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When people coordinate as a team, they accomplish more than they would working alone. These team-coordination effects give new meaning to Aristotle’s famous phrase, “the whole is greater than the sum of its parts.” In this article, I consider two central issues confronting team-coordination research: Do the causes of team coordination reside within individual minds or between them, and at what levels of analysis (e.g., physiological, cognitive) do team-coordination effects occur? These issues are viewed in light of specific lines of coordination research, and some features of a general theory of team coordination are offered.
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Studies indicate that novices are faster in manual tasks when performing with a partner ('intermanual') than with their own two hands ('bimanual'). The generality of this 'mode effect' was examined using a highly practised bimanual task, shoe tying, at which participants were experts. Speed-variability correlations confirmed participants were bimanually skilled but not intermanually skilled. Contrary to results using novices, intermanual was slower, such that prior skill reverses the effect. Analyses incorporating the similarity of shoe-tying strategies across dyads implicated a perceptual rather than shared knowledge/representation basis for intermanual performance. Practice effects indicated that intermanual performance built upon prior bimanual skill, such that novel relative timings between dyads' hands must be acquired. Motor transfer effects provided support for this conclusion. During shoe tying, hands were tightly coupled in the intermanual mode due to the perceptual coupling constraints of intermanual performance. Increased coupling was correlated with slower performance. Implications for real-world tasks (e.g. surgical knot tying) are described.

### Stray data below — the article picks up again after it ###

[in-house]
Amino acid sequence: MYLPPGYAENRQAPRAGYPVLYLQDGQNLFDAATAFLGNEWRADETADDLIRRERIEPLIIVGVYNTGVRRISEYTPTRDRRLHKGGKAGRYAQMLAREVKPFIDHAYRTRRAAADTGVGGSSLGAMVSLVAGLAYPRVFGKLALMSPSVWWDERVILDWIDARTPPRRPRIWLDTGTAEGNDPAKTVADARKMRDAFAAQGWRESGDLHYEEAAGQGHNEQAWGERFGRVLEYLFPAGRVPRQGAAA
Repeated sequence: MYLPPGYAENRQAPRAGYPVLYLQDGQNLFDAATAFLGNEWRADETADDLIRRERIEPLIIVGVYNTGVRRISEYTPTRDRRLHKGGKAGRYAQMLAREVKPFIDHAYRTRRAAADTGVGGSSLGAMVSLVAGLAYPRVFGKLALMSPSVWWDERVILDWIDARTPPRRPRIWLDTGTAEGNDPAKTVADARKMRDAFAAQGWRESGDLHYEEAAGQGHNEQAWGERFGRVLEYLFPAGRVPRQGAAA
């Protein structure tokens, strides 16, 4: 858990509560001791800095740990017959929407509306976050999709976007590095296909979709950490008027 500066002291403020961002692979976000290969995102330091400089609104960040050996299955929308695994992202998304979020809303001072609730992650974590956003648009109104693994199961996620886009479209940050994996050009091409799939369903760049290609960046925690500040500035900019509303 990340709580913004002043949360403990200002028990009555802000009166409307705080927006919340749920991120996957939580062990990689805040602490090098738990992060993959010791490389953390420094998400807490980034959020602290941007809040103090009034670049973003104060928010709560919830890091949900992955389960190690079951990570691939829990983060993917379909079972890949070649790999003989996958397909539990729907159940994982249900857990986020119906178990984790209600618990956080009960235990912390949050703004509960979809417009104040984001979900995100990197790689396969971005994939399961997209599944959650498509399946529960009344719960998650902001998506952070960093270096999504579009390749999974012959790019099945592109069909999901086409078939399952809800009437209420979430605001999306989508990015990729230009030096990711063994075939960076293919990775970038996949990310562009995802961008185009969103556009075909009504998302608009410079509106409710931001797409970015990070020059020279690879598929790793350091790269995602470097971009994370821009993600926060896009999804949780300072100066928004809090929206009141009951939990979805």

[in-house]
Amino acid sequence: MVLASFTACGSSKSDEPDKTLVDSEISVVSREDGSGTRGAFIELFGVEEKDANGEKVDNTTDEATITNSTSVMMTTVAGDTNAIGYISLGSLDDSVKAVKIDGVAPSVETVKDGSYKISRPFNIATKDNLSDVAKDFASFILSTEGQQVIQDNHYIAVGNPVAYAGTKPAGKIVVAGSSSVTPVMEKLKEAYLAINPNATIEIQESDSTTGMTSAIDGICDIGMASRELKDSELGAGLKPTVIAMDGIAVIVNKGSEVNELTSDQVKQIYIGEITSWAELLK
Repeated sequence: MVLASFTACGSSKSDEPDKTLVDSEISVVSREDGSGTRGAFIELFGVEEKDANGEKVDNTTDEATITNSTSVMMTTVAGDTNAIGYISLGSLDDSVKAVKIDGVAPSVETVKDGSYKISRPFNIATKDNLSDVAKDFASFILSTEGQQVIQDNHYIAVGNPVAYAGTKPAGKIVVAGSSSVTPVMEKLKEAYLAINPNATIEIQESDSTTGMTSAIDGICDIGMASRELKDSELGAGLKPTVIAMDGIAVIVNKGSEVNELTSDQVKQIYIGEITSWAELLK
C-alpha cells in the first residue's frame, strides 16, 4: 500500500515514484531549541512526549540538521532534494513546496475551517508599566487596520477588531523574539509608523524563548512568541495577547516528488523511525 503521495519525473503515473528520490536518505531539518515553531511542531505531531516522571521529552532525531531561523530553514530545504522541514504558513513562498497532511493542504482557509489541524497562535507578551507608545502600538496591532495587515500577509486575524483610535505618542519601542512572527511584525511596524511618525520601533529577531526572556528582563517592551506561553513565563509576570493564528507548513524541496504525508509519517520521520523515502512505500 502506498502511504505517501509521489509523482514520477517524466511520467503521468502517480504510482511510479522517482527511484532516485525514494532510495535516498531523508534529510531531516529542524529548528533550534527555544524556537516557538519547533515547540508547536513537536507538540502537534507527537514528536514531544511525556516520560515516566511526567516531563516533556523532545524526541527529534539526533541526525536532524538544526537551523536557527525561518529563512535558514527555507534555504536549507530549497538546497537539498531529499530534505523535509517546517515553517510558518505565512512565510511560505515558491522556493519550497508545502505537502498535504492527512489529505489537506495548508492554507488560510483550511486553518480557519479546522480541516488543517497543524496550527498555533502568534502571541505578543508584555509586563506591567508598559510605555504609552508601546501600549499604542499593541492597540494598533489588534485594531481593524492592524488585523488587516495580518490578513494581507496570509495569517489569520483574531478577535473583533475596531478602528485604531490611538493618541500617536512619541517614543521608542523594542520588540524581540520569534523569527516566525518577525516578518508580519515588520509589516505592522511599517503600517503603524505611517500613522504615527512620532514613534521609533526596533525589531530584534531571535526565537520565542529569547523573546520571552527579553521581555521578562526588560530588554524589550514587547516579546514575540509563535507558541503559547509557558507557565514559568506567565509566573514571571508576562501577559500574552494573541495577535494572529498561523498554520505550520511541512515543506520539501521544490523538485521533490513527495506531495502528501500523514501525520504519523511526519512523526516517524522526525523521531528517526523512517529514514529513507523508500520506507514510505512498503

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The quality of a team depends on its ability to deliver information through a hierarchy of team members and negotiate processes spanning different time scales. That structure and the behavior that results from it pose problems for researchers because multiply-nested interactions are not easily separated. We explored the behavior of a six-person team engaged in a Submarine Piloting and Navigation (SPAN) task using the tools of dynamical systems. The data were a single entropy time series that showed the distribution of activity across six team members, as recorded by nine-channel electroencephalography (EEG). A single team's data were analyzed for the purposes of illustrating the utility of multifractal analysis and allowing for in-depth exploratory analysis of temporal characteristics. Could the meaningful events experienced by one of these teams be captured using multifractal analysis, a dynamical systems tool that is specifically designed to extract patterns across levels of analysis? Results indicate that nested patterns of team activity can be identified from neural data streams, including both routine and novel events. The novelty of this tool is the ability to identify social patterns from the brain activity of individuals in the social interaction. Implications for application and future directions of this research are discussed.
The purpose of our project is to explore the measurement of cognitive skills in the domain of science through collaborative problem solving tasks, measure the collaborative skills, and gauge the potential feasibility of using game-like environments with avatar representation for the purposes of assessing the relevant skills. We are comparing students' performance in two conditions. In one condition, students work individually with two virtual agents in a game-like task. In the second condition, dyads of students work collaboratively with two virtual agents in the similar game-like task through a chat box. Our research is motivated by the distributed nature of cognition, extant research on computer-supported collaborative learning (CSCL) which has shown great value of collaborative activities for learning, and the framework for the Programme for International Student Assessment (PISA) framework. This chapter focuses on the development and implementation of a conceptual model to measure individuals' cognitive and social skills through collaborative activities.